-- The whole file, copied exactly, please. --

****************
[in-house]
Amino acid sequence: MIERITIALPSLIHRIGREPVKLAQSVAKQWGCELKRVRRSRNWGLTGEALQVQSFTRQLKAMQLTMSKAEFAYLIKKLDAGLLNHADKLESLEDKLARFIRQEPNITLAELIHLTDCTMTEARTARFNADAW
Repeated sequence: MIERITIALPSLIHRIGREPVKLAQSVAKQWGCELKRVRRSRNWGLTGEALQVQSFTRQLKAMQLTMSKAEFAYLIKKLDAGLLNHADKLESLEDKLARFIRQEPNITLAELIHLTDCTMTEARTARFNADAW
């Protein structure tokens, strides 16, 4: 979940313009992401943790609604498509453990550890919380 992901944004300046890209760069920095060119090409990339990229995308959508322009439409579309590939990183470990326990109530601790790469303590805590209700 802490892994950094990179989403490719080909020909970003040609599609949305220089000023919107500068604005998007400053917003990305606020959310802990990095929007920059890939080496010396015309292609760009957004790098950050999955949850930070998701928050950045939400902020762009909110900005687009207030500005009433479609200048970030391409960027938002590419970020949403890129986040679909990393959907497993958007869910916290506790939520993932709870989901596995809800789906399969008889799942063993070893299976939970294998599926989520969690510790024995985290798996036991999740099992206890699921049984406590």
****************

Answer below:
[in-house]
Amino acid sequence: MIERITIALPSLIHRIGREPVKLAQSVAKQWGCELKRVRRSRNWGLTGEALQVQSFTRQLKAMQLTMSKAEFAYLIKKLDAGLLNHADKLESLEDKLARFIRQEPNITLAELIHLTDCTMTEARTARFNADAW
Repeated sequence: MIERITIALPSLIHRIGREPVKLAQSVAKQWGCELKRVRRSRNWGLTGEALQVQSFTRQLKAMQLTMSKAEFAYLIKKLDAGLLNHADKLESLEDKLARFIRQEPNITLAELIHLTDCTMTEARTARFNADAW
């Protein structure tokens, strides 16, 4: 979940313009992401943790609604498509453990550890919380 992901944004300046890209760069920095060119090409990339990229995308959508322009439409579309590939990183470990326990109530601790790469303590805590209700 802490892994950094990179989403490719080909020909970003040609599609949305220089000023919107500068604005998007400053917003990305606020959310802990990095929007920059890939080496010396015309292609760009957004790098950050999955949850930070998701928050950045939400902020762009909110900005687009207030500005009433479609200048970030391409960027938002590419970020949403890129986040679909990393959907497993958007869910916290506790939520993932709870989901596995809800789906399969008889799942063993070893299976939970294998599926989520969690510790024995985290798996036991999740099992206890699921049984406590």